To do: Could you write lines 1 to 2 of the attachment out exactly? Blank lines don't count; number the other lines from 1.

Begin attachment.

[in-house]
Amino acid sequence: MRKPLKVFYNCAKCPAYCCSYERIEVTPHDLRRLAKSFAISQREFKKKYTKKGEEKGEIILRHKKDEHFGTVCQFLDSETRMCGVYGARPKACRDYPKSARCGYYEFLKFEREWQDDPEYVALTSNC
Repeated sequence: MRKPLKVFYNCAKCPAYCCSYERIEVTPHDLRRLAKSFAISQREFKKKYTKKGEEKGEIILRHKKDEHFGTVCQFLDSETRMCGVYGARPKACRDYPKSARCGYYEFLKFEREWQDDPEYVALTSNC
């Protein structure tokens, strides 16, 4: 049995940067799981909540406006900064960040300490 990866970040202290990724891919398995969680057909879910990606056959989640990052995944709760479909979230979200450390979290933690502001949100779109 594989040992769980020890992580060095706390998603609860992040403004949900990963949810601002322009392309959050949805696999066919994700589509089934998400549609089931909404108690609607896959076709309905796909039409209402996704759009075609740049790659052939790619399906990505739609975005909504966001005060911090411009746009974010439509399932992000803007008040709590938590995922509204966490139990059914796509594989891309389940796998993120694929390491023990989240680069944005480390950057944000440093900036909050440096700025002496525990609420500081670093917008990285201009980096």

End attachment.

[in-house]
Amino acid sequence: MRKPLKVFYNCAKCPAYCCSYERIEVTPHDLRRLAKSFAISQREFKKKYTKKGEEKGEIILRHKKDEHFGTVCQFLDSETRMCGVYGARPKACRDYPKSARCGYYEFLKFEREWQDDPEYVALTSNC